International

Teachers Uncomfortable in Giving Asian Lessons

By Kathleen Kennedy Manzo — February 21, 2006 1 min read
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Even though many high schools in New Zealand have established formal relationships with schools in Asia for exchanging information, correspondence, and students, too, “a low frequency of Asian content [is] being taught,” says a recent report.

New Zealand’s high school teachers generally lack confidence in teaching about Asia, a topic included in the national curriculum. In surveys and focus groups, teachers cited a lack of professional development and instructional materials as barriers to offering lessons on the region.

“Research on Studies of Asia in New Zealand Secondary Schools” is available from the Asia New Zealand Foundation.

The report was commissioned by the Asia New Zealand Foundation, an education organization in Wellington and Auckland.

“Studies of Asia are taught infrequently and haphazardly in New Zealand schools, often through disaster and conflict-related topics, and teachers feel ill-prepared to teach Asian topics without the benefit of more resources and professional development,” Pamela Barton, the foundation’s director of education, wrote in an e-mail.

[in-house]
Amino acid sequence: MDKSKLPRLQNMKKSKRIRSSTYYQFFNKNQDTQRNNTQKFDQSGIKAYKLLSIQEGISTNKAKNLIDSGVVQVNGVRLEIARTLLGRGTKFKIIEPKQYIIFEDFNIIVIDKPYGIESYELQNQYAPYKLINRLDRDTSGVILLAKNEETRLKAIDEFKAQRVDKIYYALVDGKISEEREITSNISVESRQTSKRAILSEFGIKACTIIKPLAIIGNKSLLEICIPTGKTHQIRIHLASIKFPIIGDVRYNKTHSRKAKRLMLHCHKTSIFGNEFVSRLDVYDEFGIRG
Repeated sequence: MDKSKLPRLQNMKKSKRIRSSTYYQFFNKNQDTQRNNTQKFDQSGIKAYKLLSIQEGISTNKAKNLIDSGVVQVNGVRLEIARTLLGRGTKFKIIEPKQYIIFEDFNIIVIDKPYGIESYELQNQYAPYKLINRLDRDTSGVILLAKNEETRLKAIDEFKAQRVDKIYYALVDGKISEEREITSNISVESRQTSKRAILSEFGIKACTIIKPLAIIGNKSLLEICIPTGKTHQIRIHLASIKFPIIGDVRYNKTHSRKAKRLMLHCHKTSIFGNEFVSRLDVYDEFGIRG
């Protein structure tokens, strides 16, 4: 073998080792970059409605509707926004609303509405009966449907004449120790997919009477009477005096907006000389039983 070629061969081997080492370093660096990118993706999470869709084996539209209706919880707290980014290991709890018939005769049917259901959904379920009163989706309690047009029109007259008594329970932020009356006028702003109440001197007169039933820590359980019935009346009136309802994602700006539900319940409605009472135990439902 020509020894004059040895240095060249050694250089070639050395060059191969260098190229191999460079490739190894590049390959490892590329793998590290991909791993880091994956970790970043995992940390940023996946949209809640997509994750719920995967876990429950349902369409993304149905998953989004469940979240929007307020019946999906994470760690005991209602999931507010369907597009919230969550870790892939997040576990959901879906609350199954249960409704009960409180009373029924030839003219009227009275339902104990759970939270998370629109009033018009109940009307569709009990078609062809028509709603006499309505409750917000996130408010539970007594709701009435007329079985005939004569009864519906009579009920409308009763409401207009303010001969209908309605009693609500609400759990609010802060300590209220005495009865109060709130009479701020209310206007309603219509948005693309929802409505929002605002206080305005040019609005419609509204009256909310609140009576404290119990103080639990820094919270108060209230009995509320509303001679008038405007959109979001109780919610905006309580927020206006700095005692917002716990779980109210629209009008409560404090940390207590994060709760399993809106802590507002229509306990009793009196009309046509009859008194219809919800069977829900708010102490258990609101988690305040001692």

“It’s important to address this issue because New Zealand’s future lies in the Asian region,” she said.

The study found that teachers’ knowledge of Asia is limited, and that many have not received training or other support to better prepare them to teach about the region. Most of the respondents, however, believed that Asia studies are important for preparing students for a global society.

A version of this article appeared in the February 22, 2006 edition of Education Week

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